Short-changing Michigan local governments has resulted in deteriorating water systems and other services
Michigan has had its share of disasters. Dams collapsed after heavy rains, flooding Midland. A sinkhole the size of a football field was caused by a sewer collapse in Macomb County. And in Flint, children were exposed to lead-contaminated water.
“Flint was a financial crisis long before it was a water crisis, and those two things are intricately connected,” said Stephanie Leiser, a lecturer with the Ford School of Public Policy at the University of Michigan.
She said cities and towns across Michigan face increasingly desperate choices as they struggle to maintain their infrastructure – many of them with a shrinking number of taxpayers to foot the bill.
Many of Michigan’s 1,773 cities, villages, and townships are reaching a crisis point because of a decline in federal dollars for water and sewer infrastructure that’s made worse by the state’s centralized taxing system.
Small disasters can be devastating, too. Many of Michigan’s rural communities have to haul water in trucks to fight fires. That’s because they cannot put too much of a strain on the water system by tapping the fire hydrants.
That’s the case in the small village of Akron, in Tuscola County.
“I know if we start using too much water, we end up not having to use the hydrants because we can't let the pressure get too low and make everybody boil water, so we'll stop using the hydrants,” Marvin Hasso Jr. of the village’s Department of Public Works, a one-man operation, explained.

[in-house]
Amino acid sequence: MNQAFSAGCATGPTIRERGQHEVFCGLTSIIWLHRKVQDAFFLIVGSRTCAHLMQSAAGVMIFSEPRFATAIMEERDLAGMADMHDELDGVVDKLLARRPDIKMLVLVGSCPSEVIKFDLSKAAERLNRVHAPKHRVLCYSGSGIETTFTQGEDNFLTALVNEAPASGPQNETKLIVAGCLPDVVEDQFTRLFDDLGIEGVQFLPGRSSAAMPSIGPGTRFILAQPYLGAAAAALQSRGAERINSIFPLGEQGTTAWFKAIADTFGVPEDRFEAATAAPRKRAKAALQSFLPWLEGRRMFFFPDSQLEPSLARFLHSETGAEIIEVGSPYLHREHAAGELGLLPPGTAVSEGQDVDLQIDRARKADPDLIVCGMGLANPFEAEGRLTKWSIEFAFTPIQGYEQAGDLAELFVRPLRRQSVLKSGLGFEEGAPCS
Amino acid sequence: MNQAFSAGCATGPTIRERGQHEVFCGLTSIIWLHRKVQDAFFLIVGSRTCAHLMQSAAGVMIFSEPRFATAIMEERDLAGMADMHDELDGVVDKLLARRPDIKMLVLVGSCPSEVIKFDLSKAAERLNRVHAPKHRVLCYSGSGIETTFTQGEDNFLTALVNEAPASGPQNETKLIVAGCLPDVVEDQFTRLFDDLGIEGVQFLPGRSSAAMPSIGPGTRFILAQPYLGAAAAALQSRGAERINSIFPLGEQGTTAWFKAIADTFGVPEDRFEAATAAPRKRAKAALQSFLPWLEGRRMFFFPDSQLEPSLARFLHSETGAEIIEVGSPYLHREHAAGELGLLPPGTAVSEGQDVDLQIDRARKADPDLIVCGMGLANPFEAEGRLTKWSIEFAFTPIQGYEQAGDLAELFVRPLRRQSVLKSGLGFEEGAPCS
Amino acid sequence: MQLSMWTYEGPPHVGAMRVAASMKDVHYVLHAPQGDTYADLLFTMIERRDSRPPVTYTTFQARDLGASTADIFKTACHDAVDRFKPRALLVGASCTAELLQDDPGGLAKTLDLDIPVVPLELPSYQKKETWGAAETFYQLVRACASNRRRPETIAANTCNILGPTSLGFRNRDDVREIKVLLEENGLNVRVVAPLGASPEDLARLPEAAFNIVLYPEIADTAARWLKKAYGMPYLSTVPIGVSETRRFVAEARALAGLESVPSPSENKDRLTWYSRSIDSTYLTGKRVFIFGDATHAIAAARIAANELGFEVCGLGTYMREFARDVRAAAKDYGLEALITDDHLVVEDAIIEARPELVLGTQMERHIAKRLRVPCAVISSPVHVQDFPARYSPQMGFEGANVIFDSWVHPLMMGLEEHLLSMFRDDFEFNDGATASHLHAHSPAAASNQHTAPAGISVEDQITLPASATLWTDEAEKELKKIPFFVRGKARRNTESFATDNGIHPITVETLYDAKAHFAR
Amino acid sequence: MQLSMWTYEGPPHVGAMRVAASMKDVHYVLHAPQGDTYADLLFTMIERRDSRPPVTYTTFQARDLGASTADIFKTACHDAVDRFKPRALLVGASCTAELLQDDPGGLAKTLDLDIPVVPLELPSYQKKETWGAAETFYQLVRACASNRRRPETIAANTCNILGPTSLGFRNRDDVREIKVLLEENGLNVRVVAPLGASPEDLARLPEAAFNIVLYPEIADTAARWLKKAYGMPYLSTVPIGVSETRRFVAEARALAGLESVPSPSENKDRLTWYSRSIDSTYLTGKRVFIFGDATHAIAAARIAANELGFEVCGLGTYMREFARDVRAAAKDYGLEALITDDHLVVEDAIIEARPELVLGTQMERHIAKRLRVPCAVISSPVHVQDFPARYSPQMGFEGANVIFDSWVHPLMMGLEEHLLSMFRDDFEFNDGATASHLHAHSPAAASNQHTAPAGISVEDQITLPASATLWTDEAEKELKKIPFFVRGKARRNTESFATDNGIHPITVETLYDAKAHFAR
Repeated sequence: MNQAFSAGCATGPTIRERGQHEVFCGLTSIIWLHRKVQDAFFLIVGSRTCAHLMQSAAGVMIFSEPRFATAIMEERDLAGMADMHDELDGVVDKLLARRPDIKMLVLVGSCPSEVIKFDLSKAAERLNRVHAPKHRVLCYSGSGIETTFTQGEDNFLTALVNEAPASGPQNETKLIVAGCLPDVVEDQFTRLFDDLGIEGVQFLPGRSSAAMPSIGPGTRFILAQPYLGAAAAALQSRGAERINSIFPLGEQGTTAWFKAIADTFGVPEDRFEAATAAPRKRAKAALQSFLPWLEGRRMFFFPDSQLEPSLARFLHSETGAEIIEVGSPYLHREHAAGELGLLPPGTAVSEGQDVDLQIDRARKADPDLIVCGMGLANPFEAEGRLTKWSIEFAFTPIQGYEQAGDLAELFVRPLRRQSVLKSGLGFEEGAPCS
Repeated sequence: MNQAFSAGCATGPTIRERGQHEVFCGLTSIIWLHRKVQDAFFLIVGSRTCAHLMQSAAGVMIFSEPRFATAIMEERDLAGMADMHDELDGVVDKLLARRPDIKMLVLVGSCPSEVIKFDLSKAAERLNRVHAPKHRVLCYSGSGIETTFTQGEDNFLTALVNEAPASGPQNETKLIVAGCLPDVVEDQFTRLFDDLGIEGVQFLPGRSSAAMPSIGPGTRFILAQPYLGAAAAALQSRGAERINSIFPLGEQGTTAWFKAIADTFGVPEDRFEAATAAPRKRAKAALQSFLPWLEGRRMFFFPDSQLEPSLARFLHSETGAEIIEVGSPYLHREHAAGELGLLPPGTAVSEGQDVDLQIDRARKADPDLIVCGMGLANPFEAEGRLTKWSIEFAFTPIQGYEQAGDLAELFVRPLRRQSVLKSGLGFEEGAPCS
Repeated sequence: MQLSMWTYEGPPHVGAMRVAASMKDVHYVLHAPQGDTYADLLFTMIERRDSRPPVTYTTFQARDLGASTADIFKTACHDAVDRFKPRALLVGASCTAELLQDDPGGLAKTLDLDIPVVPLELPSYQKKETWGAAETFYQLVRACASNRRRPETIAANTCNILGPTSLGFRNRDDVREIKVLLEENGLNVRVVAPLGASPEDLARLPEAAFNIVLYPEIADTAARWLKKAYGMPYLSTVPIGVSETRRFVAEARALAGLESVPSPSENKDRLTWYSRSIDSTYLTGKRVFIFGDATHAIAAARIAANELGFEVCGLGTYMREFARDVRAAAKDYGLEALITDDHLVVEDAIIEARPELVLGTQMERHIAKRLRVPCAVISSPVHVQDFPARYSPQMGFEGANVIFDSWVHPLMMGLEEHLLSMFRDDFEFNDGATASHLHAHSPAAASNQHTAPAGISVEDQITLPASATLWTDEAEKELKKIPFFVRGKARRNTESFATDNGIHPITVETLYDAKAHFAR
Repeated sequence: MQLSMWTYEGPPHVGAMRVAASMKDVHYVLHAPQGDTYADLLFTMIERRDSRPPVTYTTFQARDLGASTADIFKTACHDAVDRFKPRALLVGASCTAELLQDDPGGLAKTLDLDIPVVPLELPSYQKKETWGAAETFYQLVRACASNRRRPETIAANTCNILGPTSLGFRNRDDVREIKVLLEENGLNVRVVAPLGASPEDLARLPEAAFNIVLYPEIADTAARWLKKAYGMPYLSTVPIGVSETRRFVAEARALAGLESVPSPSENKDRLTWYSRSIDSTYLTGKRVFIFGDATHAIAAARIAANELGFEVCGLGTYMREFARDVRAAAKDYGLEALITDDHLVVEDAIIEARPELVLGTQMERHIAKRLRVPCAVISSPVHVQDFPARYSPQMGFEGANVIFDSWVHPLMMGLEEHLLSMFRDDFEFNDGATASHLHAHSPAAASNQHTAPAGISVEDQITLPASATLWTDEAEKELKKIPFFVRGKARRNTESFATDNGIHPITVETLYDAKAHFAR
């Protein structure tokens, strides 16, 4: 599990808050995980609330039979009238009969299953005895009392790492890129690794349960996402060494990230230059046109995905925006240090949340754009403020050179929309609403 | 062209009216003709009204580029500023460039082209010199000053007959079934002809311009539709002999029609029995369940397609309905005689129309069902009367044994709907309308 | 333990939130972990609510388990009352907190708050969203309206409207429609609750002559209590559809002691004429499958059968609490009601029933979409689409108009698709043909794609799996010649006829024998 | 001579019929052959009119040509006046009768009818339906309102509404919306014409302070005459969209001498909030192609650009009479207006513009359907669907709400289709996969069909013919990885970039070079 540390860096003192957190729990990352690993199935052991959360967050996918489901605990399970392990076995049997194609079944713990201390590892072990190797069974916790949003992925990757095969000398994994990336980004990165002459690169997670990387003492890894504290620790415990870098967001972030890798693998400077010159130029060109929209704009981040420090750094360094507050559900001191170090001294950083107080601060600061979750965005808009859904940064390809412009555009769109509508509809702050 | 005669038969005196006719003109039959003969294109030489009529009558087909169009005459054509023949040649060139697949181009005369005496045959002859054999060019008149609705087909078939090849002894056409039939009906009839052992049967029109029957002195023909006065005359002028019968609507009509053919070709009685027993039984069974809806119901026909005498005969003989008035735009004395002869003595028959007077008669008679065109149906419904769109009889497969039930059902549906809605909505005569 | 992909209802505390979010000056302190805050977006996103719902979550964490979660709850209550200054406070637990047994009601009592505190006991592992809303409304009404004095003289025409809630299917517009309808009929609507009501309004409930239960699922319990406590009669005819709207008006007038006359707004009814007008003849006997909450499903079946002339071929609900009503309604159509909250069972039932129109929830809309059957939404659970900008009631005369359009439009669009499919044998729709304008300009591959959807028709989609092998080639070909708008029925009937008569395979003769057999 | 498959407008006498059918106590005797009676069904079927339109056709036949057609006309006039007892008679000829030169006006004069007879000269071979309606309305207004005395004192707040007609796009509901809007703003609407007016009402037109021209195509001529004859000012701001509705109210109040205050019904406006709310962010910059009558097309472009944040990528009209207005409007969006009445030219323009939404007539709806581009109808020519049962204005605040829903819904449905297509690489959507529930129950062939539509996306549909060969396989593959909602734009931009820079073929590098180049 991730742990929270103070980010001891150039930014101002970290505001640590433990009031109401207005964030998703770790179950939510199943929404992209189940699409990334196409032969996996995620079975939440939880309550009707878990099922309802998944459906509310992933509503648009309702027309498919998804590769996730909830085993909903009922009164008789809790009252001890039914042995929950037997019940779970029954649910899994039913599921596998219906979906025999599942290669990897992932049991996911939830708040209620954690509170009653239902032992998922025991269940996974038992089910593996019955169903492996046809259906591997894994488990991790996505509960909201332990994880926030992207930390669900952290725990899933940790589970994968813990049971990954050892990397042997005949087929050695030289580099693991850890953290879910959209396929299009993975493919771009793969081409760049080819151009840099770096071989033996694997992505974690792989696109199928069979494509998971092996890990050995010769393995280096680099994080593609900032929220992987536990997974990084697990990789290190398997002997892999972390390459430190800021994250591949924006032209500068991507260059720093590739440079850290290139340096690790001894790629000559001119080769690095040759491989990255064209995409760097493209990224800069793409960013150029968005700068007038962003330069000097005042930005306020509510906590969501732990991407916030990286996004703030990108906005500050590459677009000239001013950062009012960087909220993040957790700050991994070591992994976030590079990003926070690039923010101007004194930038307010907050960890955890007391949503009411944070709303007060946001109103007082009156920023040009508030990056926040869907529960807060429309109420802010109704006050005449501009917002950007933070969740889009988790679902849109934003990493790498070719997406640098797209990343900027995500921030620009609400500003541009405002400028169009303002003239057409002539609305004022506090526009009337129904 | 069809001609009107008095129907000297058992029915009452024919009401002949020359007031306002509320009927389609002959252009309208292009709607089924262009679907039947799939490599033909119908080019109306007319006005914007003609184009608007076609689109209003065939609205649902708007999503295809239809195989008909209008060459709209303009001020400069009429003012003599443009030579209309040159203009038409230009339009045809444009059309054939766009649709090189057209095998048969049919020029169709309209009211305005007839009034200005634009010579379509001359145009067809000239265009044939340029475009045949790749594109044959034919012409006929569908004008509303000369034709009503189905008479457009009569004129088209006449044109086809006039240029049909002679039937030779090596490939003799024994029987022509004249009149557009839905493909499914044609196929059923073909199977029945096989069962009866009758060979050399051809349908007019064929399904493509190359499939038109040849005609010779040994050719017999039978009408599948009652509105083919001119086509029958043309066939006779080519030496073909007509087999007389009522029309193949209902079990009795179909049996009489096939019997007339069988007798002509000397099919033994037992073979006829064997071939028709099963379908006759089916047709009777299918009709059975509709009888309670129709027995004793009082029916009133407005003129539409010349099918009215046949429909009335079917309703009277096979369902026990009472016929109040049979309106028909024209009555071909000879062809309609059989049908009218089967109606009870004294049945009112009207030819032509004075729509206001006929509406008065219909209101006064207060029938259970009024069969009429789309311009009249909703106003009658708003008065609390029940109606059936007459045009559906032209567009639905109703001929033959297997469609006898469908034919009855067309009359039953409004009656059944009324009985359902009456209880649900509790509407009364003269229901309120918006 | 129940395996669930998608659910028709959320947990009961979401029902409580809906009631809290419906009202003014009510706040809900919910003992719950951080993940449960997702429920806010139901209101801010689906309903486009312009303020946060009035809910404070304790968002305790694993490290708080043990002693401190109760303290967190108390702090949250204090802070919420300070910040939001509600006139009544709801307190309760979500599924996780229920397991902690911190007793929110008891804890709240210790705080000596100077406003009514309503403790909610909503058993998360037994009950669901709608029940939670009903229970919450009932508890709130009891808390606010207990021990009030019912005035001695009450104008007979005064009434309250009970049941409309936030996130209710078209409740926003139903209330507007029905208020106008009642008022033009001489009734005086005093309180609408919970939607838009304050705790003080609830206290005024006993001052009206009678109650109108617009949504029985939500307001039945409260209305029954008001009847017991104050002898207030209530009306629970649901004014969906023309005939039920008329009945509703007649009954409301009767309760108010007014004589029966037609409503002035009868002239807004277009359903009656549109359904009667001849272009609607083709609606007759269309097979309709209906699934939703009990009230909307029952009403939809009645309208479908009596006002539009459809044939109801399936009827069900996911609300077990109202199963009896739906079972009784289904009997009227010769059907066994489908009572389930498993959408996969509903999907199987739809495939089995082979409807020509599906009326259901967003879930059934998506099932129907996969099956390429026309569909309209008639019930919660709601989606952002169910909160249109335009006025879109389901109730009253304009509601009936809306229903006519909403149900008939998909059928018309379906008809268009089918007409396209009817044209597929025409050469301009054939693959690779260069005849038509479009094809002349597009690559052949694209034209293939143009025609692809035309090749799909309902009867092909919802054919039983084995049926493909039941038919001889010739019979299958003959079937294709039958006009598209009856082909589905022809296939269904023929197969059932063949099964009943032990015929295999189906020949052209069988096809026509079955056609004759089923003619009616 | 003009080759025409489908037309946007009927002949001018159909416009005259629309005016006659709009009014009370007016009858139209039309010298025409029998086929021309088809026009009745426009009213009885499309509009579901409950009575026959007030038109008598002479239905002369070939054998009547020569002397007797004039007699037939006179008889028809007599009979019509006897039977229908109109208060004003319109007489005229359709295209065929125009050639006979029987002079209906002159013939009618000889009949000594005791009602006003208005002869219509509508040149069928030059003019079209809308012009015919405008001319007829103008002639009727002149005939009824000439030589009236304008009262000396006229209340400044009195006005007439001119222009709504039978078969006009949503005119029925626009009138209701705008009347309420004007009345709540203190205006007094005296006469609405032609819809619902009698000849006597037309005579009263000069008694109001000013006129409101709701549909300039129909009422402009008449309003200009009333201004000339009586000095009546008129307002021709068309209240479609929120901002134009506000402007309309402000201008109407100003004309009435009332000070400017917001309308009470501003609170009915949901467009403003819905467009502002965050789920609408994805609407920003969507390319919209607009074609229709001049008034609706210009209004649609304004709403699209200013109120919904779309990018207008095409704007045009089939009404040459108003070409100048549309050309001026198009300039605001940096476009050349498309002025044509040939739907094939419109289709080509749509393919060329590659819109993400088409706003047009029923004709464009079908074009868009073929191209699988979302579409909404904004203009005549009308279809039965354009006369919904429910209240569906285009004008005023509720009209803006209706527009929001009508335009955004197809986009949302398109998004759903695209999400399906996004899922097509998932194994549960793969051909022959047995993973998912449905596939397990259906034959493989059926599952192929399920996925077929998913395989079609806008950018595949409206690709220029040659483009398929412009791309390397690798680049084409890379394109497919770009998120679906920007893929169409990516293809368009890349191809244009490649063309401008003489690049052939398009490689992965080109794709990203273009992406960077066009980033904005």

As we explained earlier in this series, Akron’s water tower has reached its life expectancy and doesn’t have the capacity to hold the amount of water that’s recommended by the state. Hauling water to the site of a fire is the only alternative.
“There has been significant disinvestment in our communities over the course of the last couple of decades. And you couple that with a restrictive property tax system and it absolutely squeezes local government at its core, which is to provide service,” said John LaMacchia, director of State and Federal Affairs for the Michigan Municipal League.
He is one of many people who work closely with Michigan’s cities and villages who are pleading with state government to stop short-changing the municipalities responsible for providing critical services such as safety and water.
We used to build in America